I’ve been fortunate to know the men behind the “faces,” good friends we’ve known since moving to the Pacific Northwest. Leon and Ken made me feel comfortable and welcome, when I met them at the first gathering my husband and I attended at his boss’s home, 13 years ago. Before their arrival, I felt self-conscious and awkward, being a stay-at-home mom trying to mingle with career people. The 2 men were interested in knowing more about me, and soon we were joking and laughing like old friends. Through the years, our friendship has remained steadfast, and I’m able to relax in their company as soon as I see them. They’ve never had an “agenda,” other than to know that I’m fine. I always welcome that concern in friends, straight, or gay.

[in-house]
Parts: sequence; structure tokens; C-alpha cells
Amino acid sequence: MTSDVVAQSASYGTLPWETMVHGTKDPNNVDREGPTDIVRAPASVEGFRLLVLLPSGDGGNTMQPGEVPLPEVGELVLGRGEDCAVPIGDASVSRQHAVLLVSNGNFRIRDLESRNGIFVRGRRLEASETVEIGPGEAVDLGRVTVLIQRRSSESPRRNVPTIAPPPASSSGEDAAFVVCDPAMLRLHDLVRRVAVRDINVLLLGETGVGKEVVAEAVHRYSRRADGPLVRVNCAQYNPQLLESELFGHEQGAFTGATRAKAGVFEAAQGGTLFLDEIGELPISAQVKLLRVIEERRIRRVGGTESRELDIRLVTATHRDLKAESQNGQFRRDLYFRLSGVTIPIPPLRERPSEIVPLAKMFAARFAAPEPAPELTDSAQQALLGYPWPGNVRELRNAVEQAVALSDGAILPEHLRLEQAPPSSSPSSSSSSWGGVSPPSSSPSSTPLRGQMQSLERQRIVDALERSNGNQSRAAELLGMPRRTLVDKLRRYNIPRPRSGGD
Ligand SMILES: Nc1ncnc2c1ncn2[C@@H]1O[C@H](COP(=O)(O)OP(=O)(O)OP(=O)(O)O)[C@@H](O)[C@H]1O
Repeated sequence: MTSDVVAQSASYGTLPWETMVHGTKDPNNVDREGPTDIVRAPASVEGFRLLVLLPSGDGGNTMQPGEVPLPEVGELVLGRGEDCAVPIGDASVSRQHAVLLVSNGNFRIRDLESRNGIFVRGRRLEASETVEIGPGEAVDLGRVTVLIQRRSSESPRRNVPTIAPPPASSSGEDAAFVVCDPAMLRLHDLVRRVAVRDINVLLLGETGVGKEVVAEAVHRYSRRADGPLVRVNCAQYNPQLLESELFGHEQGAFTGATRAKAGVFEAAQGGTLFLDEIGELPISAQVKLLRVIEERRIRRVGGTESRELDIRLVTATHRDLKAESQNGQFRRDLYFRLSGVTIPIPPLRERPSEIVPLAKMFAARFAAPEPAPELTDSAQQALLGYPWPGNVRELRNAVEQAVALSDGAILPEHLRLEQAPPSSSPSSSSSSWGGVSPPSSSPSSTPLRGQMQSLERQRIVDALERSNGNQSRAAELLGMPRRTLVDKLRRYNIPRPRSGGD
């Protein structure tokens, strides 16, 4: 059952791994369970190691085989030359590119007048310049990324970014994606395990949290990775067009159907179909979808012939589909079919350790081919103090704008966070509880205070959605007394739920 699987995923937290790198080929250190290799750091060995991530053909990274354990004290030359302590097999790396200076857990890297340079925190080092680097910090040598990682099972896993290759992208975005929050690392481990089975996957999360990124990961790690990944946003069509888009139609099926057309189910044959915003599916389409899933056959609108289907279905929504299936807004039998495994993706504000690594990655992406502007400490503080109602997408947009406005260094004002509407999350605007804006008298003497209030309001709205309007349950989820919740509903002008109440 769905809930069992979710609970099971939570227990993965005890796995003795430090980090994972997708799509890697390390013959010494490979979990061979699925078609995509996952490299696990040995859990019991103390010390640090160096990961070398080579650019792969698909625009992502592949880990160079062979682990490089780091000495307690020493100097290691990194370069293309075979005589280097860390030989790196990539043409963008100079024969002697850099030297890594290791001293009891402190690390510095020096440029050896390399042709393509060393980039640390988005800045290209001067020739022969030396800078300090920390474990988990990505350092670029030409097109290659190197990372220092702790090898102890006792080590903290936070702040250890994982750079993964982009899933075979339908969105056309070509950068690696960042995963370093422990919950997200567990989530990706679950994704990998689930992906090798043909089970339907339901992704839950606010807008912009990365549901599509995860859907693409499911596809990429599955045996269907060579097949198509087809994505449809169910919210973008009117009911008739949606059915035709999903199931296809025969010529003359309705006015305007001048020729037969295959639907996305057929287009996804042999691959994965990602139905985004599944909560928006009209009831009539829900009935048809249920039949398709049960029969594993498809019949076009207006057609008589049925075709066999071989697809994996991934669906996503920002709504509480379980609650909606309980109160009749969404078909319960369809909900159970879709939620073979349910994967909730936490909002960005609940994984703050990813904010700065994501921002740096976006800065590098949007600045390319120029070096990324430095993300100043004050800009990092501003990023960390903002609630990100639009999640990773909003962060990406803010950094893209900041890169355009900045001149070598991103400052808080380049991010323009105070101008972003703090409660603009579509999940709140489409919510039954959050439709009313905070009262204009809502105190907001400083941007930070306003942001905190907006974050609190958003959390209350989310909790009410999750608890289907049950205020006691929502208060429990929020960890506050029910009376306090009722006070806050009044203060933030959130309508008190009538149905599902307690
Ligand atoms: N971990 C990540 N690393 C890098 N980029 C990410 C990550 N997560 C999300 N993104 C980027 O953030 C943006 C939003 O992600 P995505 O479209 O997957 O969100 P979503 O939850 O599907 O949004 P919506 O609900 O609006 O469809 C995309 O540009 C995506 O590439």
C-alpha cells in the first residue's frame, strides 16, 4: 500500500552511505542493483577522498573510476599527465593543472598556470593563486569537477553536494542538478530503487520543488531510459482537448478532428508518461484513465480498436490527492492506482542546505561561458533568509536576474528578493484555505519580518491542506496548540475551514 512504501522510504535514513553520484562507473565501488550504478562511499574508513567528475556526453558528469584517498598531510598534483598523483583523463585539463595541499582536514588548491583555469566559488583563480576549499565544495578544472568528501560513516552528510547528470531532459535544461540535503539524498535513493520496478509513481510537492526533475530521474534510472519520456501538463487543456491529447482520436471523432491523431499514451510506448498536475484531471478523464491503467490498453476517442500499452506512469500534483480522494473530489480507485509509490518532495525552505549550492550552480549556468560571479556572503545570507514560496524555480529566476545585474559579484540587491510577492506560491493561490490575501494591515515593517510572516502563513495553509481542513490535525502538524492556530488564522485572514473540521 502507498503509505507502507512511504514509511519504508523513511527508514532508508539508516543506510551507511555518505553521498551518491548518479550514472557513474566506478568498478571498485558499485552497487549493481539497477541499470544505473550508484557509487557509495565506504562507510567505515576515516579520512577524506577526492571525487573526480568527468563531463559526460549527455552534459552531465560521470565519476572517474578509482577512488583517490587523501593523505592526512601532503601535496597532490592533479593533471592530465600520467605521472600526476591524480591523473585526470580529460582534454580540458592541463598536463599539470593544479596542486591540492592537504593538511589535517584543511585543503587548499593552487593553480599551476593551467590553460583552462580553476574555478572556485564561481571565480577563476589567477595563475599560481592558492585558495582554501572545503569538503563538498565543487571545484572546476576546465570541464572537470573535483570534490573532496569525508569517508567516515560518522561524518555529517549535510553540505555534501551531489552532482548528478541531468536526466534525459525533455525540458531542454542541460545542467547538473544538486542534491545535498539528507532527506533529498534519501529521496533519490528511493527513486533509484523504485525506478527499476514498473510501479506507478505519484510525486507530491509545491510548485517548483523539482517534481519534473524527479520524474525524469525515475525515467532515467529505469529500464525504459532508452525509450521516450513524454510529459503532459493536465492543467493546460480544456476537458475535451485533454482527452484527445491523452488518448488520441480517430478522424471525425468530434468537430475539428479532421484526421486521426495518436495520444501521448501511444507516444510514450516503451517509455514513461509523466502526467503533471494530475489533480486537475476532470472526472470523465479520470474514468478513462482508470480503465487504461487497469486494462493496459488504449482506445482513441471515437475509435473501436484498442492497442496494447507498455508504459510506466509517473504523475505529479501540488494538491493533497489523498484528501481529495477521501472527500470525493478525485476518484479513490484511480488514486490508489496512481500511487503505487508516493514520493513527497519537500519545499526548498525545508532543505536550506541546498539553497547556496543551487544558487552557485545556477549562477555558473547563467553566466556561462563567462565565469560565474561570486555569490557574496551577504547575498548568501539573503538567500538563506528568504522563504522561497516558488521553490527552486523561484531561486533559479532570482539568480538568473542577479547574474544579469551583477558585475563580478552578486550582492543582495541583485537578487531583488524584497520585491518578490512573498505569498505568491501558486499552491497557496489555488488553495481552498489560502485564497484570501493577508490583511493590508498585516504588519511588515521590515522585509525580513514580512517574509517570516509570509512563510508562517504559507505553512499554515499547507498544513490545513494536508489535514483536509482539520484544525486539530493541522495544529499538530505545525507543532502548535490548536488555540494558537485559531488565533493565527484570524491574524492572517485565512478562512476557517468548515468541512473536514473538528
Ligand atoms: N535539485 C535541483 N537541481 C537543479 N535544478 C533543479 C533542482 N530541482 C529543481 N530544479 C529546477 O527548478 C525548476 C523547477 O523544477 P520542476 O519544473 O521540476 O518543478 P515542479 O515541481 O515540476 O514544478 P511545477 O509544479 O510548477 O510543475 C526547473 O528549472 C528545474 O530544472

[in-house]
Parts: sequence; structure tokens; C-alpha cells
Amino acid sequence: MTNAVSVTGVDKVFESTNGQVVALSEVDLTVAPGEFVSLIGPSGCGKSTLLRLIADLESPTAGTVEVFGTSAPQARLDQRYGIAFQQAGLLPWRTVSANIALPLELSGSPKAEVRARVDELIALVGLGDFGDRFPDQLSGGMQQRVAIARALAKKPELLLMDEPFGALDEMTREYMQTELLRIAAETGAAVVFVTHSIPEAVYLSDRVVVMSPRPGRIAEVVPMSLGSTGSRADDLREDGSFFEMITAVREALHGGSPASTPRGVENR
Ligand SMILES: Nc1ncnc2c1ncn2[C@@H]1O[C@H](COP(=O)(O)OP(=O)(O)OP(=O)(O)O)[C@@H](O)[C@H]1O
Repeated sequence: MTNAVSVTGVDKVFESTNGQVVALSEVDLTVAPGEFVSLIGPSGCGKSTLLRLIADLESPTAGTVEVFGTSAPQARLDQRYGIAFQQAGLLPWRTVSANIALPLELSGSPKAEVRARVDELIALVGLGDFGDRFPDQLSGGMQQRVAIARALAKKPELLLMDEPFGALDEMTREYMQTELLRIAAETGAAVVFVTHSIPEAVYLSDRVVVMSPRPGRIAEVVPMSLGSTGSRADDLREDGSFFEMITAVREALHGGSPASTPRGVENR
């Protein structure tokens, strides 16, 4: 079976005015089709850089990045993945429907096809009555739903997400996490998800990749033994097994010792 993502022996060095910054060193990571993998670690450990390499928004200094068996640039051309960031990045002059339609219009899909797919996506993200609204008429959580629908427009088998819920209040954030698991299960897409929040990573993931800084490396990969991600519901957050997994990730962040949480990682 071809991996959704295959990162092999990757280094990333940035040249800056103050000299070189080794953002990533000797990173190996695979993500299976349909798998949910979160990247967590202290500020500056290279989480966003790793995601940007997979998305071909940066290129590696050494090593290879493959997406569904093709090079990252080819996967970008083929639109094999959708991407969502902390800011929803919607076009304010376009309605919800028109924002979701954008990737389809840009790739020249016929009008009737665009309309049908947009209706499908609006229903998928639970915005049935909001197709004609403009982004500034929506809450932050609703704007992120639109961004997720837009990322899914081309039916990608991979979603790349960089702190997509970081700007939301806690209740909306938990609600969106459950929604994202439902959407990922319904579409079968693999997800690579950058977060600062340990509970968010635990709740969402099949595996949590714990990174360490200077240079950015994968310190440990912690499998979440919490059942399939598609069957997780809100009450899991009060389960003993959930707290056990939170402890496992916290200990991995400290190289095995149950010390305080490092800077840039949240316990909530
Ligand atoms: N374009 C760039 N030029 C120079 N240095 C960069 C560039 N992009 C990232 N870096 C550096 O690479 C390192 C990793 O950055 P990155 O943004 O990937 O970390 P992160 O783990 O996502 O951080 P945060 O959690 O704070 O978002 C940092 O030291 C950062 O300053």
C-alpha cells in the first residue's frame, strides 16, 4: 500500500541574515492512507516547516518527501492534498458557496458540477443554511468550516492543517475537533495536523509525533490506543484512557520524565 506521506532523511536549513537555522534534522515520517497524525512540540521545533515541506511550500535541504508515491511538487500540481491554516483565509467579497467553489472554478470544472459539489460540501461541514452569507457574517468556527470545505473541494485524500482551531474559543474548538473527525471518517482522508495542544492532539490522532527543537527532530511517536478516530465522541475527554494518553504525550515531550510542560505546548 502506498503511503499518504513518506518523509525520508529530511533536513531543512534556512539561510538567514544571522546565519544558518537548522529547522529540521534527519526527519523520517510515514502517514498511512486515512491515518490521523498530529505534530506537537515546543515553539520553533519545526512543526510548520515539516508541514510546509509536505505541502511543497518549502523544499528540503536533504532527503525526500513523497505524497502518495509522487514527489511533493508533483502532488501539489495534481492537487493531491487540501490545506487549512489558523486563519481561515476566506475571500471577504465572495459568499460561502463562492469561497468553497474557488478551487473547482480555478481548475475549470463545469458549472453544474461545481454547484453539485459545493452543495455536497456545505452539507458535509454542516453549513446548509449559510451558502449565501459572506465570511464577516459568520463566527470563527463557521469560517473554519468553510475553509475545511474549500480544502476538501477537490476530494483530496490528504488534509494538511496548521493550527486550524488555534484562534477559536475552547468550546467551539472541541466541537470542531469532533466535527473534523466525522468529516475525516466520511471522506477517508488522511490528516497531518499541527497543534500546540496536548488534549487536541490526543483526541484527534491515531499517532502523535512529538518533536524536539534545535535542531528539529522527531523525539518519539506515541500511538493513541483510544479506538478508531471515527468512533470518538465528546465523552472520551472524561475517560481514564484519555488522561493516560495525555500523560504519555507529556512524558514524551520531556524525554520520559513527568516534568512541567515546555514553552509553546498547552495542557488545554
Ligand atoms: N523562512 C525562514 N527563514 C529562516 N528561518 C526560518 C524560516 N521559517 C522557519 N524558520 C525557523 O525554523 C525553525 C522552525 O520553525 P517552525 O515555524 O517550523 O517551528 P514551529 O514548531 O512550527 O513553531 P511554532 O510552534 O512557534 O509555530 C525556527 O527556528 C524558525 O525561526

My friendship with Brent and Rick is more recent, although my husband’s known them for several years, because he and Rick are employed by the same company. Although I was acquainted with both men, I got to know Brent better when we accompanied our significant others on a business trip to Victoria, BC. As with Leon and Ken, I felt comfortable in Brent’s company because he made me feel my contribution to the conversation was valuable. Although he’s taking college courses toward becoming a social worker, I never felt like my 60’s college experience was arcane. In fact, Brent complimented my common sense approach to life. That’s music to the ears of a senior citizen! A smart man 20 years my junior is inspired by what I might have to say. Kind of novel in this day and age. Needless to say, I’m very happy to be in the company of Brent and Rick, 2 men with discerning tastes for quality of life for all, including the elderly.